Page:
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NBA 75 Series #7 Wilt Chamberlain

Updated: Aug 27, 2022

Originally #6 on my NBA 75 Greatest Players of All Time list, but after rethinking it, I decided to move him to #7 (behind the guy you’ll see at #6). Anyways, at #7 is the most dominant force in NBA History, outside of Shaquille O’Neal, and a man you could name the NBA record book after, holding 72 NBA records, with 68 of them to himself, and a two-time NBA champion: Wilt Chamberlain. Chamberlain was born on August 21, 1936, In Philadelphia, Pennsylvania, and died on October 12, 1999. His mother, Olivia, was a homemaker and domestic worker while his father, William Chamberlain, was a welder, custodian, and handyman.

For someone as imposing as Chamberlain, he was a very frail child who nearly died of pneumonia and missed a whole year of school as a result. Early on in his childhood, Chamberlain had no interest in playing basketball as he thought the game was “soft”. He was a fantastic track and field athlete, however, who high jumped 6-feet-6-inches ran 440 yards in 49 seconds, and 880 yards in less than two minutes! He also was a great long jumper, being able to jump 22 feet, and he showed his abnormal strength by being able to shot put over 53 feet.

Despite being an olympian type of athlete — a path he could have easily taken if not for basketball — Chamberlain switched to basketball due to how popular the sport was in his hometown. He towered over most from the time he was 10 years old when he stood six-foot, and by the time he got to Overbrook High School, he was already six-foot-eleven. Chamberlain was more talented and physically superior than his opponents on both ends of the court, averaging 31 points a game for the Overbrook Panthers in 1953.

Chamberlain scored 34 points to help the Panthers win the Philadelphia Public League title, where they would earn a berth to play in the title game against West Catholic. The team would quadruple the “Goliath” Chamberlain, who “only” scored 29 points but ended up losing 54-42.

In his sophomore season at Overbrook Chamberlain, he set a high school scoring record of 71 points against Roxborough in an utter display of pure dominance. The Panthers would take the Public League title against Northeast after a 40-point performance from Chamberlain. They would also win the city championship by defeating South Catholic, 74-50, in a game where Chamberlain would score 32 points and lead Overbook to an undefeated 19-0 season.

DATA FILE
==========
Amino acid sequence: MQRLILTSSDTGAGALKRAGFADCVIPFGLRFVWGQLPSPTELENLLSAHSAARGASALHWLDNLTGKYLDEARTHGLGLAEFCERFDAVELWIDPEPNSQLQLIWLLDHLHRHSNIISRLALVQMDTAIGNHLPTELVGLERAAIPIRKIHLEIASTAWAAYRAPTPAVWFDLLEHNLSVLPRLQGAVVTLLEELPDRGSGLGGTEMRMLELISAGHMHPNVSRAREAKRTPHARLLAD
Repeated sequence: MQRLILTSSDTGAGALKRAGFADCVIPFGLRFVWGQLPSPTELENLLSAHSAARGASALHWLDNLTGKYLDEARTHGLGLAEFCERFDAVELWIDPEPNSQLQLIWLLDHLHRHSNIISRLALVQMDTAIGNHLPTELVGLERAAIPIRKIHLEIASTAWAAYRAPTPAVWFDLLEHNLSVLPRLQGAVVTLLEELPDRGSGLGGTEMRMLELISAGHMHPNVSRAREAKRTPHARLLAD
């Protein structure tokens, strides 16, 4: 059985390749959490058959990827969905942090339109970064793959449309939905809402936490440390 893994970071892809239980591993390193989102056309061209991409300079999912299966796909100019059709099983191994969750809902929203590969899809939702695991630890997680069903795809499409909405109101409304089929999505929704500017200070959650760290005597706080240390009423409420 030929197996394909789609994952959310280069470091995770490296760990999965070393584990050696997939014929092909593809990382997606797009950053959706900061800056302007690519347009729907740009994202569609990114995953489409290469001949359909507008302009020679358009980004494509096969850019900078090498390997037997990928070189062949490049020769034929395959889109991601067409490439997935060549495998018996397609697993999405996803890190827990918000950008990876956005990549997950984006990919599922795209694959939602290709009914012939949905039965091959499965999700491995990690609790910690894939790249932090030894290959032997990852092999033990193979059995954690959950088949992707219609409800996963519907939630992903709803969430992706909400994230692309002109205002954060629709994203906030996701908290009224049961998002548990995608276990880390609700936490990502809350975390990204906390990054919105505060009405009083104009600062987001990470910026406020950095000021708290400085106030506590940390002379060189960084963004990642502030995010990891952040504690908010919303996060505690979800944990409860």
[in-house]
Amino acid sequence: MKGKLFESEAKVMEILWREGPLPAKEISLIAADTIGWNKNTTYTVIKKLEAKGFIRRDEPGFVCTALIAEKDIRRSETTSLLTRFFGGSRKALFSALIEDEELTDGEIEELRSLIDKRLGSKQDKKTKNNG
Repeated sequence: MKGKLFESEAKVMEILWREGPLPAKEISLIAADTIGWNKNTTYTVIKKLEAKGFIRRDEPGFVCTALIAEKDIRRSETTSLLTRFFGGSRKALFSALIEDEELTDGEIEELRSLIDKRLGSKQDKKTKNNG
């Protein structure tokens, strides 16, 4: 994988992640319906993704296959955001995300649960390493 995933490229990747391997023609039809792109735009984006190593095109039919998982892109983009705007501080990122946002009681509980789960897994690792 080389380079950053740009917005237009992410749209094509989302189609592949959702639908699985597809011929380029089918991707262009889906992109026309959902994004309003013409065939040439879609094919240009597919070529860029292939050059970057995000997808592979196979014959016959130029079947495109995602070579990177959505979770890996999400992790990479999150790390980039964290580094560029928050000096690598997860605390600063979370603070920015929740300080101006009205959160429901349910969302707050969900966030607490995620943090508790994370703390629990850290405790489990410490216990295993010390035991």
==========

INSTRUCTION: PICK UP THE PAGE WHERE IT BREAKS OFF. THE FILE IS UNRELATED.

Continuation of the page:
In the summer of 1953, legendary Boston Celtics head coach, Red Auerbach, had Chamberlain play against the NCAA Most Outstanding Player in 1953 in Kansas. He played Jayhawk standout B.H. Born, who Chamberlain beat 25-10 in a one-on-one and made the aforementioned Born give up playing in the NBA to become a tractor engineer. He said, "If there were high school kids that good, I figured I wasn't going to make it to the pros."

Auerbach tried to convince Chamberlain to attend college in the Boston area so the Celtics could use a territorial pick on him, but Chamberlain paid it no mind. Imagine Chamberlain and his career rival and friend, Bill Russell, on the same team together?! It is hard to even fathom what they would have accomplished together, but, for the sake of competition and the NBA, it was better they became opponents instead of teammates.

In Chamberlain’s third and final season as a Panther, he put up three consecutive astronomical scoring outputs of 74,78 and 90 points! The stuff he was doing was straight mythical! The Panthers won the Public League for the third time, beating West Philadelphia 78-60, and they won against West Catholic in the city championship, where Chamberlain scored 35 points in an 83-42 victory.

Chamberlain finished his high school career with two city titles and a 56-3 record, and he shattered Tom Gola’s high school scoring record, scoring an absurd 2,252 points, with a scoring average of 37.4 per game! He would become one of the most sought-after prospects of all time, with over 200 universities trying to recruit the otherworldly talent, Chamberlain.

He ended up becoming a Kansas Jayhawk in 1955 for coach Robert Allen. Chamberlain’s freshman team debut (freshmen weren’t allowed on the varsity team until 1972) was one of the most sought after of any blue-chip recruit ever, and he did not disappoint by scoring 42 points against his older teammates, with 16-of-35 (46%) from the field, 10-of-12 (83%) from the foul line, and 29 rebounds. He swatted four shots (blocks weren’t recorded during Chamberlain's time).

Allen retired with his successor being Dick Harp, who Chamberlain had a frisky relationship with. In his debut as a varsity member, he would already shatter records by scoring 56 points and grabbing 31 rebounds in an 87-69 win over the Northwestern Wildcats, which broke both all-time Kansas records that still stand today.